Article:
Creek junctions are easy to find on the map. Simply scour any estuary system or freshwater drainage and look for where the creeks braid into each other. On a satellite map, you can glean more details, like the depth of the water as told by its shade of blue or the type of vegetative growth based on the color. Look for accessible junctions, points, or deltas among ducky-looking areas with lots of water, food, and cover and mark them on the map.
Plan for the Wind
The first commandment of duck hunting is always to have the wind blowing from your back. That’s because ducks like to land into the wind. It gives them more control and stability, and when they land into you instead of away from you, they offer cleaner, more ethical shots.
It’s important to keep that concept in mind when you’re e-scouting. In general, you want your decoys downwind from your blind location. Prevailing winds make this type of planning easy because you can simply look at an online map and plot out locations based on the prevailing wind direction in your area. From where I hunt in southern New Jersey, the prevailing wind direction generally wavers from southwest to northwest throughout the year. That gives me enough information to e-scout the marshes I hunt. If I can find thick cover with a body of water directly to its east, I can most likely hunt it with the wind to my back. Anytime I find areas like this, I mark them on my map. Then, I get out in my boat and spend a day checking them all for the quality of the habitat. I get bonus points if I flush birds.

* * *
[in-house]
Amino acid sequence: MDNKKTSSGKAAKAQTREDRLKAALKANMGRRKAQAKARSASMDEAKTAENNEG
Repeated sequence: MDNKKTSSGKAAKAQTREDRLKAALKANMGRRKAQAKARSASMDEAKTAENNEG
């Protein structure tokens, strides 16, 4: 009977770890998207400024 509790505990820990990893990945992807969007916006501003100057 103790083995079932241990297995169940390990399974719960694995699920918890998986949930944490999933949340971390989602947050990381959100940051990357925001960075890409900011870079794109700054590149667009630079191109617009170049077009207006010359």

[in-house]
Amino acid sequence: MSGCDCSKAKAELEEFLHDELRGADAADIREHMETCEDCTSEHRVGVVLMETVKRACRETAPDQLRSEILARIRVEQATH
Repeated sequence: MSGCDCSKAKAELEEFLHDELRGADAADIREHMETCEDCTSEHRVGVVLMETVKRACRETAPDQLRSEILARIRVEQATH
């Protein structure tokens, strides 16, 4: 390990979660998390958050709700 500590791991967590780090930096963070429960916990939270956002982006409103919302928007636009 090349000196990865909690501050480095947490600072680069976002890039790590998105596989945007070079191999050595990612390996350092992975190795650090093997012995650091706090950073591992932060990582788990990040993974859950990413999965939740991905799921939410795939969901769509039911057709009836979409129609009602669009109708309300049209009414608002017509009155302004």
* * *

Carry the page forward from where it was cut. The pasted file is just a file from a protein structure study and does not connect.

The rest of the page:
Sometimes, however, the weather isn’t so predictable. Prevailing winds may blow from the west, but sometimes, an odd pressure system or storm will start blowing from the east. These can be some of the best times to hunt, and that’s why it’s important to plan for backup spots for every wind direction. Mark all these locations on your map, too.
Boots in the Mud
Every time I find a place on the map that gets me excited to hunt, I remind myself to spot-check it. Often, I’ll drop waypoints on public land like I’m hanging ornaments on a Christmas tree. My map will light up and bring me feelings of joy and optimism. Then, I’ll get out in the field and confront the reality that what I thought was great actually sucked. For example, nothing can ruin a hunt quicker than marking a boat ramp on your map just to find out, when you get there in the predawn darkness, that it’s been gated off and defunct for years.
Spot-checking has been and always will be the second step of e-scouting. E-scouting provides the scaffolding for your hunt, but a proper hunt plan cannot be completed without getting out in the field, double-checking your hunting areas, and finding real, live birds. Sometimes, it turns out how it did for me when I had to cancel my hunt plans because there was no usable boat ramp. Other times, the odds will turn the other way, and what you saw on the map is exactly what you wanted it to be: a red-hot waterfowl hunting honey-hole full of beautiful scenery, places to hide, and ducks galore.
Mike Adams is an outdoor writer, wildlife biologist, and educator hailing from salt marshes of the mid-Atlantic. His work has appeared in numerous outdoor publications, where he uses hunting and fishing narratives to explore deeper issues in conservation or ecology. In the fall, you'll find him on his Barnegat Bay Sneakbox hunting ducks with his dog, Boone. Any other time of year, he's usually out on the salt marsh, catching crabs or fishing for striper.